We are most likely to be vulnerable to the emotions of others when we're tense or under stress. Geranium, which has a relaxing and calming effect on the body and psyche, thus strengthens our boundaries.

Juniper is a classic scent for boundaries; Navajo Indians use it in dried plant form for smudging to purify an environment and dissolve negative energies. It is when we're feeling strong within ourselves that we are least susceptible to the negativity of others. Also, if we feel overwhelmed by the emotions of others this essential can help to erase these feelings.

Vetivert has a rich, earthy aroma. To establish your boundaries inhale its scent and visualize your emotions being protected from the intrusion of anyone's negativity.

All of these essential oils are also helpful to burn if you're going to have a visitor with whom in the past you've emotionally identified.

Smudging: A smudge stick can also be used to create a protective atmosphere. If you are going to have the kind of visiting situation described in the previous paragraph light a smudge stick and "bathe" your body in the smoke. Place it in a receptacle and brush the smoke into your aura.

After the guest has left, or if you are in any way feeling the residue of someone else's emotions light the smudge stick and repeat the above procedure.

A Meditation for Boundaries

The crystal layout from which I've adapted this requires seventeen hematites. I've experimented, and found that this large quantity isn't really needed. I do, however, recommend, having four. They should be placed at the base of each foot and in each hand.

The other crystals needed are a rose quartz for the heart, a citrine for the navel center, a sodalite for the third eye, and a clear quartz to be placed in back of the head.

I also recommend that you take one of the flower essences described above, preferably Pink Yarrow or Centaury. You may also wish to put some juniper oil in an aromalamp or diffuser.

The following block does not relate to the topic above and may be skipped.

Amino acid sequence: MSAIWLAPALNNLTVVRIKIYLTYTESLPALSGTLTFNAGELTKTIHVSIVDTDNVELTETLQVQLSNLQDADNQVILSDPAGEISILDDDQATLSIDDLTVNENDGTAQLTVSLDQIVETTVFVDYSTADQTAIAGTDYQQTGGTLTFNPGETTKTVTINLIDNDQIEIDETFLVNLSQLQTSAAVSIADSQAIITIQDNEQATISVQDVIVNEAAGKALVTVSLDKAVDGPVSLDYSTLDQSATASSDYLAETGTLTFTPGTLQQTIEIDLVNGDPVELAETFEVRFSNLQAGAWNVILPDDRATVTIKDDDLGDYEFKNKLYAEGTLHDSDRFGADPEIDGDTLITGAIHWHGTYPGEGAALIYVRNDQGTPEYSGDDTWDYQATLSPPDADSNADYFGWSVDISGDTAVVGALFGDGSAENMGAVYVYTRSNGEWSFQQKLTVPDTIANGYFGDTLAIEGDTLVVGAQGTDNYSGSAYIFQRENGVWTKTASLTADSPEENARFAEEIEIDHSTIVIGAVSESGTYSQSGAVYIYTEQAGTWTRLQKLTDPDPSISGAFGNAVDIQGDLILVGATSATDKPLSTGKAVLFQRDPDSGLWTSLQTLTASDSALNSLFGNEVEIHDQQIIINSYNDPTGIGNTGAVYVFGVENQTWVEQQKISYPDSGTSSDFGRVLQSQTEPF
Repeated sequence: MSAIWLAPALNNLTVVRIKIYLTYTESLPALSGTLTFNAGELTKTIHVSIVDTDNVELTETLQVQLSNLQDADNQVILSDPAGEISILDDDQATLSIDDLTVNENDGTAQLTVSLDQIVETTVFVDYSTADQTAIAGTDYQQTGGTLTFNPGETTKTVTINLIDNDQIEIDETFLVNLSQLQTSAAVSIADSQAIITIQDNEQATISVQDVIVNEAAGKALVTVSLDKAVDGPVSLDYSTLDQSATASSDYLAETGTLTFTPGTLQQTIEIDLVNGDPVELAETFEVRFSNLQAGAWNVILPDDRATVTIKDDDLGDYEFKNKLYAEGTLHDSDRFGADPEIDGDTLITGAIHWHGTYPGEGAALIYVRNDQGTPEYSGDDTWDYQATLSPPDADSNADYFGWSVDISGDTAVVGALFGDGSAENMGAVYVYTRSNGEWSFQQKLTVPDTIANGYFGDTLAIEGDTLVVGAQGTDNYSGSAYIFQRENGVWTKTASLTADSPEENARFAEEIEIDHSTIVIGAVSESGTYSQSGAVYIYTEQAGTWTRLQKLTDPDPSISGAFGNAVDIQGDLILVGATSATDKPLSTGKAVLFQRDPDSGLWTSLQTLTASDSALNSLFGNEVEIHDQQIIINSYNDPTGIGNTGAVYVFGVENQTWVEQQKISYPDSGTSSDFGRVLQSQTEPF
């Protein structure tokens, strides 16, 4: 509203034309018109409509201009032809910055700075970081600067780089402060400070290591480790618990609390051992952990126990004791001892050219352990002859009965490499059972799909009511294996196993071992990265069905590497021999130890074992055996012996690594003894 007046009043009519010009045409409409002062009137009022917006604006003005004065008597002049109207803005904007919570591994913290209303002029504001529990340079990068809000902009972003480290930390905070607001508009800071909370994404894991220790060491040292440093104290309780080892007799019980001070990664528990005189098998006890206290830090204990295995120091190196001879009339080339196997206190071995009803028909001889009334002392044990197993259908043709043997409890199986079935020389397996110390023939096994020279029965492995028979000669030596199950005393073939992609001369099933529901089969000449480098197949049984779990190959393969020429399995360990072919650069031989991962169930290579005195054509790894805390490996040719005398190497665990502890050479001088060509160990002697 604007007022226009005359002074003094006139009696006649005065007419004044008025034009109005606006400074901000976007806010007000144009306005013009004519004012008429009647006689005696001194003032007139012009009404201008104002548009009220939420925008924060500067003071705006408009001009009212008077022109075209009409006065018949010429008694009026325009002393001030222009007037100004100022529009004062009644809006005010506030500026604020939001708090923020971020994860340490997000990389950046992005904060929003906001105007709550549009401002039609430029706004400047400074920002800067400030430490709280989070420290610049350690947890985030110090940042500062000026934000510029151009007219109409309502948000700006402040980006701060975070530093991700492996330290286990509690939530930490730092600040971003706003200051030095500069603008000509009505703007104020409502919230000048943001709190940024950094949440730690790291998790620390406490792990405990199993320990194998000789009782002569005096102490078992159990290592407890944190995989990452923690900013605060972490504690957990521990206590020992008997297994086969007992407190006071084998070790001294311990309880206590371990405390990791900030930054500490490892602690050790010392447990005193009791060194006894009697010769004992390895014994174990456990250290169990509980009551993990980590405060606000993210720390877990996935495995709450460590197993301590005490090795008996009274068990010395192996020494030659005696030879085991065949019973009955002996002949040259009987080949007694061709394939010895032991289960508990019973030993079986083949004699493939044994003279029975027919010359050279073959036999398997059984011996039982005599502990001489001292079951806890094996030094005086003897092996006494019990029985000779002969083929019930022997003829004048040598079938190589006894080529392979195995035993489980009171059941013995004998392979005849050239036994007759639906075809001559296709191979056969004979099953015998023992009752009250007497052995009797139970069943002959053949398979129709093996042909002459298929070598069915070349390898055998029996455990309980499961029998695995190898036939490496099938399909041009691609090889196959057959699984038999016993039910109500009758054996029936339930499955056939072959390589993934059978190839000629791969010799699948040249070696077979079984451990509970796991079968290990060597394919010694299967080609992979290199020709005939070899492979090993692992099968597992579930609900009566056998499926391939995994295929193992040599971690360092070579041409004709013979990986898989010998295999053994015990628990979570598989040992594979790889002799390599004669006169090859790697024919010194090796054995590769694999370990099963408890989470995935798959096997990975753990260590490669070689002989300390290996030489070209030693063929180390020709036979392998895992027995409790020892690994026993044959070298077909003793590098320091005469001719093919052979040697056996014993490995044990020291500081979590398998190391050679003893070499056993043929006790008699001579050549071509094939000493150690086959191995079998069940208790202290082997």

Inhale slowly and deeply, drawing the breath up from the feet through the body to the top of the head and back down again. Feel your breath filling and leaving you, and as you do so feel the dimensions of your body.

Focus on the the hematites you are holding and on the ones by your feet. Feel their energy expand outward, surrounding your body until it is outlined in silver.

Now focus on the citrine. Feel an expanding golden glow and realize that you are a creature of light.

Focus on the rose quartz, feeling your heart filled with a warm pink glow until love fills you and centers you.

Now feel the deep blue grounding energy of sodalite, and allow it to cool and calm you.

Finally, put your attention on the clear quartz. This is the mirror of your soul; this is the deepest expression of yourself.

Continue to meditate, shifting your focus from stone to stone, until you feel calm and centered in yourself.

Sometimes it takes more than one meditation session to achieve this state. Do this as many times as necessary. Be sure to unplug the phone and to impress on anyone in your immediate vicinity that you are not to be disturbed.

Bach and Other Flower Essences